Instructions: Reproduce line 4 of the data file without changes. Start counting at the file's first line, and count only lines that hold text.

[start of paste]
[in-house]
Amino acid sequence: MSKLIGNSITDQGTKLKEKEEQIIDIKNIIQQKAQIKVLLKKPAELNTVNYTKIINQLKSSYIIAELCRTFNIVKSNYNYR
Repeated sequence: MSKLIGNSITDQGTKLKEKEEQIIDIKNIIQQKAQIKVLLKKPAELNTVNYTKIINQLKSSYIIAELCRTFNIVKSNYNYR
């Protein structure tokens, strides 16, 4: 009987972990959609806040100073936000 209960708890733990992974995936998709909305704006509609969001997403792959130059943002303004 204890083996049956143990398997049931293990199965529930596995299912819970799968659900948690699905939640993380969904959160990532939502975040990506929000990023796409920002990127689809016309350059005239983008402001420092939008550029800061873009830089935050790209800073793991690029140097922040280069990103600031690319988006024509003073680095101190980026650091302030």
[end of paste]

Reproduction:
């Protein structure tokens, strides 16, 4: 009987972990959609806040100073936000 209960708890733990992974995936998709909305704006509609969001997403792959130059943002303004 204890083996049956143990398997049931293990199965529930596995299912819970799968659900948690699905939640993380969904959160990532939502975040990506929000990023796409920002990127689809016309350059005239983008402001420092939008550029800061873009830089935050790209800073793991690029140097922040280069990103600031690319988006024509003073680095101190980026650091302030």